“And when my parents received my note, they wrote me from the boys, and I calmed down, because I knew that everything was alright. And boys wrote to me and I was hoping to keep that note. So I took this note, sewed it in the dress that my parents sent me. On a small piece of paper they wrote, ‘We are proud of you, that you did not give up, we are grateful to you’ and so on. They addressed me as “Renya”. The note also stated that I was rewarded a Silver Cross”. (Q.: "Can you please repeat what was written there?”) “It was written that they are proud of me, that I stood strong and so on. They also said that they already knew that I was not a provocateur, that everything is alright. And then I was called to… I lent the dress to this woman…she was singing in the choir…I did not know that she was getting married to one of our guards. So the officials found my note. They were questioning me and I thought that they will give me another sentence. In the note boys wrote, ‘Dear friend Renyu, so and so, we are grateful to you for this and that, that you behaved like this and not like that. We are proud of you’. And they signed the note as ‘Friends’”.
“I worked as a nurse in our district, if what I did could be defined as nursing. I took only nursing courses, where I was taught by a Jewish woman who was a doctor. The training lasted for a month and it was aimed at teaching girls how to provide First Aid. After this course there was a special training so we could also teach other girls in various districts. It covered Bilshovetskyi, Burshtynskyi, Rohatynyskyi districts…and in each town we organized something of a kind, and also provided some medicine. In villages there were little hospitals… we also had those hospitals in people’s homes when it was possible. (Q.: "Were those hospitals located in people’s homes?”) “In people’s homes”. (Q.: "Weren’t people afraid to have those hospitals in their homes?”) “Back then people were so committed that they were not afraid. Of course it was scary. At first we had people who were injured in our house as well…before everything was uncovered. And we took care of the patients, but we had to change locations all the time not to get caught…”
“When three of us were brought inside, those men who brought us took the boys away. They were wearing civil clothes and took away the boys, while I was left in a room where a woman was on duty, she was wearing uniform. And then I thought that they know too much about my work, the work that I’m doing, so we stopped there for approximately 10 minutes and I started thinking what I should do. And then I’ve decided…I had some poison. I asked whether I could use the restroom. In a restroom I swallowed that poison. I stayed there for as long as the time allowed me. The poison was not working. Then I walked out to the corridor, no one was there, so I ran across it, jumped on the windowsill, broke the windowpane and jumped out of the window. The only thing I heard was someone’s shriek. Other than that I did not hear anything at all. I passed out”.
“With their fists, with sticks [they hit – ed.], they put us in the so-called boxes, and in them one couldn’t move, couldn’t sit down, couldn’t do anything but stand, and they made us stand in those boxes until a person fainted. And when a person was brought from an investigation, he/she was almost dead, and it was like this not just for me, but almost everybody who was under investigation was treated like this. Girls who were in the same cell with me were helping with whatever they could, gave some compresses. When we asked for a doctor it never did anything good, the doctor never came, and we needed doctor very often, because people were coming from the investigation half dead”.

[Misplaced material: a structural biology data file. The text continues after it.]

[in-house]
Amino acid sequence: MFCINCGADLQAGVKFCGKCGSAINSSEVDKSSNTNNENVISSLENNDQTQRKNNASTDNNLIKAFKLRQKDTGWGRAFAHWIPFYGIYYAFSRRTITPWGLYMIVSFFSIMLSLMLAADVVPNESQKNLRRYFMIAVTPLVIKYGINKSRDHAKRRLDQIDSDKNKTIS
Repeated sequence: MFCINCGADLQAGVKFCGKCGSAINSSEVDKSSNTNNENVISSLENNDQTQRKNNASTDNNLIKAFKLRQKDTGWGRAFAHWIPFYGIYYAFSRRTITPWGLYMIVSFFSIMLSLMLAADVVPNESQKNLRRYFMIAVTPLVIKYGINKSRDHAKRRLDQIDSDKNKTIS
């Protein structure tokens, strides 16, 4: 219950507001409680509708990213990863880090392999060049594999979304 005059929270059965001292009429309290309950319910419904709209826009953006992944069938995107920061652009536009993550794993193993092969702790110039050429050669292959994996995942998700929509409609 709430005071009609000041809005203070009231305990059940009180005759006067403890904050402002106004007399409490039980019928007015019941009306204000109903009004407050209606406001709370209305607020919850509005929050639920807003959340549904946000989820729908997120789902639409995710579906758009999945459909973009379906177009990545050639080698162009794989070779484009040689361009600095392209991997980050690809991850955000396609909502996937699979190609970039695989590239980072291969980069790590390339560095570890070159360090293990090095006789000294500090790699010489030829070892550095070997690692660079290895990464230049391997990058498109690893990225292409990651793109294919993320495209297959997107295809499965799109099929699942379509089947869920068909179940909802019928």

Back then people were so committed that they were not afraid
Vira Krokis (Filyak) was born on January 29, 1924, in the village of Dychky, Rohatyn district, Stanislav province (now Rohatyn district, Ivano-Frankivsk region). She received primary education in her native village, and then she graduated from a middle school and a one-year pedagogical school in Rohatyn. During the Nazi occupation she studied at a Trade school and worked as an intern in the divisions of Ukrainian “Cooperative”. She became a member of a youth branch of the Organization of Ukrainian Nationalists (OUN) in 1942. The OUN administration told Vira to join the underground after her house was searched by the Gestapo workers. She left her work in “Cooperative” and started working illegally under the pseudonym “Renya”. In the summer of 1943 she underwent a secret training for organizers of the network of the Ukrainian Red Cross. After the training she set up and trained centers (administrative units of Ukrainian underground forces that usually encompassed a few villages) of the Ukrainian Red Cross in the suburbs of Halych. Her family was supposed to be deported to Siberia in 1946, but her father was not at home, and her mother managed to escape. The whole family was in the underground. Vira was arrested in Lviv on May 20th, 1947. Vira was kept in the Lviv NKVD prison #1 on Lontskoho Street, where she made an attempt to commit a suicide. She survived, but was very much injured. Having been released from the hospital, she was transferred to a prison in Ivano-Frankivsk. In December 1947 she was sentenced by the Military Tribunal according to the article 54-1 “a” 11 to 10 years of imprisonment in strict-regime camps and 5 years of deviation of rights. After the trail she was deported to Ural (Chelyabinsk), where she was building a floodbank for 18 months. In 1948 she was transferred to Kolyma (Magadan, Nielkoba, Vakkhanka). While she was in the exile she found out that on July 30th, 1950, she was awarded a Silver Cross of the Organization of Ukrainian Nationalists “For Courage”. She was released on January 13th, 1956. In 1957 Vira came back to her native village. In 1960 she got married to Yuriy Krokis. Now, she lives in Lviv.